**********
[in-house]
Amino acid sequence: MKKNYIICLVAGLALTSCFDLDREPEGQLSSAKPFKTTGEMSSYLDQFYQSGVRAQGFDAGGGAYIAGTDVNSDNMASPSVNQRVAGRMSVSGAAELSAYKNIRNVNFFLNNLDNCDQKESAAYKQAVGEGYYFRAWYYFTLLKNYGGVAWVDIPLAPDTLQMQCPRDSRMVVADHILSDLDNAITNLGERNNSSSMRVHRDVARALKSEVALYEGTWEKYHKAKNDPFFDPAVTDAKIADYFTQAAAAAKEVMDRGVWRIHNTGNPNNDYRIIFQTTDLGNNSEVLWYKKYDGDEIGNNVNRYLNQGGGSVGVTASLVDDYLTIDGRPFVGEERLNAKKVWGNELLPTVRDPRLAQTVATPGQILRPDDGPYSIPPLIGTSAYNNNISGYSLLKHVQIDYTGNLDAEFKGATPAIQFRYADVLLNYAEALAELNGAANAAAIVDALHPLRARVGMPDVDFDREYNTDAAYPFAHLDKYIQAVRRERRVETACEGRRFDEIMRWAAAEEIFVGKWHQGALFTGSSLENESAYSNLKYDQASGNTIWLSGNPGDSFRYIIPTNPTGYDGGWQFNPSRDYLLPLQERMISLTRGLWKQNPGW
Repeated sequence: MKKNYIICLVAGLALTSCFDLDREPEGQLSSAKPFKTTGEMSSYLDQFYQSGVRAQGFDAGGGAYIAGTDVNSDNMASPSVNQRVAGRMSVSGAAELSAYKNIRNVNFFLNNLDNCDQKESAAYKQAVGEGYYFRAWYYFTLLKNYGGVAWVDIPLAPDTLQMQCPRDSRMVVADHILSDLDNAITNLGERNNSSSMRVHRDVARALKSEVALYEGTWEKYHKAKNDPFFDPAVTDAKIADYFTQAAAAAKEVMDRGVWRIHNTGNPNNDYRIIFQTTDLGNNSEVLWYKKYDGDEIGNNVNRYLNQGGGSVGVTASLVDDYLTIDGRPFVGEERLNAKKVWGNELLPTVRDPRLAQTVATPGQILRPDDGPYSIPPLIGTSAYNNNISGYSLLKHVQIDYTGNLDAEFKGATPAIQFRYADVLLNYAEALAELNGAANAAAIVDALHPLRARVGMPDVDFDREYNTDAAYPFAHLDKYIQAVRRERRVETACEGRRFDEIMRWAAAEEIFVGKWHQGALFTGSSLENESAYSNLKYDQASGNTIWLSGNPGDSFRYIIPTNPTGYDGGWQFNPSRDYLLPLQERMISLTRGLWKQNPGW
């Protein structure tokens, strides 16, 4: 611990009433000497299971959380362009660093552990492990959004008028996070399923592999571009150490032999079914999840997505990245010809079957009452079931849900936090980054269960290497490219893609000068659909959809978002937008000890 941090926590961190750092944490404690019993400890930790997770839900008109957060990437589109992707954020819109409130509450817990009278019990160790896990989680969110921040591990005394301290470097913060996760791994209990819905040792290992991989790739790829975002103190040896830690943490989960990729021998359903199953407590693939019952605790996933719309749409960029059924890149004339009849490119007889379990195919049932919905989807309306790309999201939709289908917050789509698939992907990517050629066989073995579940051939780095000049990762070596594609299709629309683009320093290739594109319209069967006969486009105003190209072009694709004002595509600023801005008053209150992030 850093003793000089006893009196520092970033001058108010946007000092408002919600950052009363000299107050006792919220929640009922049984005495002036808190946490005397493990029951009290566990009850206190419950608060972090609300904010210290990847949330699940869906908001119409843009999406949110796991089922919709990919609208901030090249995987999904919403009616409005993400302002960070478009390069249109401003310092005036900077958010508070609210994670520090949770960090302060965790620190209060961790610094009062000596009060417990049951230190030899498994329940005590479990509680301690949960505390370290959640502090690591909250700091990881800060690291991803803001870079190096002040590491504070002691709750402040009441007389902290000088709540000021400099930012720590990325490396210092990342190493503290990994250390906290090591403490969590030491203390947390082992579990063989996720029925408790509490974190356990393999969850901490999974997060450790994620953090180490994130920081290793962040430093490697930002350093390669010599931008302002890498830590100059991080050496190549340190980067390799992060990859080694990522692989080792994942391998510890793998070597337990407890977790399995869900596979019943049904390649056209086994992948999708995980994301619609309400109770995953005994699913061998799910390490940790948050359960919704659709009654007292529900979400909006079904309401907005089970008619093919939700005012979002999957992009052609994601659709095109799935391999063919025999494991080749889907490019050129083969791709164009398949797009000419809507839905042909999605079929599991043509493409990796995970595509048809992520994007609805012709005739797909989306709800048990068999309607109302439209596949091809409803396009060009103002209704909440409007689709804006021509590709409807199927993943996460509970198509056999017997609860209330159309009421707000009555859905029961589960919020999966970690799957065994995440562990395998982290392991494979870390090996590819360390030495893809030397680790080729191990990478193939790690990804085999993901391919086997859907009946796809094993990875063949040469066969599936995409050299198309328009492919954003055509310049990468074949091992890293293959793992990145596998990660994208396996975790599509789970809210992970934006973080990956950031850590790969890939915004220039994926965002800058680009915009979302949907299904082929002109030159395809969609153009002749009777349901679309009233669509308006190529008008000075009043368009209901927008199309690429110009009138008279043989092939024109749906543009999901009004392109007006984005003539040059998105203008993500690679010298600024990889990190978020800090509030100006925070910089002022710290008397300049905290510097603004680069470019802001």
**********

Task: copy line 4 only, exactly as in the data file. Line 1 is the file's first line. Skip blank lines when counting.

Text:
């Protein structure tokens, strides 16, 4: 611990009433000497299971959380362009660093552990492990959004008028996070399923592999571009150490032999079914999840997505990245010809079957009452079931849900936090980054269960290497490219893609000068659909959809978002937008000890 941090926590961190750092944490404690019993400890930790997770839900008109957060990437589109992707954020819109409130509450817990009278019990160790896990989680969110921040591990005394301290470097913060996760791994209990819905040792290992991989790739790829975002103190040896830690943490989960990729021998359903199953407590693939019952605790996933719309749409960029059924890149004339009849490119007889379990195919049932919905989807309306790309999201939709289908917050789509698939992907990517050629066989073995579940051939780095000049990762070596594609299709629309683009320093290739594109319209069967006969486009105003190209072009694709004002595509600023801005008053209150992030 850093003793000089006893009196520092970033001058108010946007000092408002919600950052009363000299107050006792919220929640009922049984005495002036808190946490005397493990029951009290566990009850206190419950608060972090609300904010210290990847949330699940869906908001119409843009999406949110796991089922919709990919609208901030090249995987999904919403009616409005993400302002960070478009390069249109401003310092005036900077958010508070609210994670520090949770960090302060965790620190209060961790610094009062000596009060417990049951230190030899498994329940005590479990509680301690949960505390370290959640502090690591909250700091990881800060690291991803803001870079190096002040590491504070002691709750402040009441007389902290000088709540000021400099930012720590990325490396210092990342190493503290990994250390906290090591403490969590030491203390947390082992579990063989996720029925408790509490974190356990393999969850901490999974997060450790994620953090180490994130920081290793962040430093490697930002350093390669010599931008302002890498830590100059991080050496190549340190980067390799992060990859080694990522692989080792994942391998510890793998070597337990407890977790399995869900596979019943049904390649056209086994992948999708995980994301619609309400109770995953005994699913061998799910390490940790948050359960919704659709009654007292529900979400909006079904309401907005089970008619093919939700005012979002999957992009052609994601659709095109799935391999063919025999494991080749889907490019050129083969791709164009398949797009000419809507839905042909999605079929599991043509493409990796995970595509048809992520994007609805012709005739797909989306709800048990068999309607109302439209596949091809409803396009060009103002209704909440409007689709804006021509590709409807199927993943996460509970198509056999017997609860209330159309009421707000009555859905029961589960919020999966970690799957065994995440562990395998982290392991494979870390090996590819360390030495893809030397680790080729191990990478193939790690990804085999993901391919086997859907009946796809094993990875063949040469066969599936995409050299198309328009492919954003055509310049990468074949091992890293293959793992990145596998990660994208396996975790599509789970809210992970934006973080990956950031850590790969890939915004220039994926965002800058680009915009979302949907299904082929002109030159395809969609153009002749009777349901679309009233669509308006190529008008000075009043368009209901927008199309690429110009009138008279043989092939024109749906543009999901009004392109007006984005003539040059998105203008993500690679010298600024990889990190978020800090509030100006925070910089002022710290008397300049905290510097603004680069470019802001």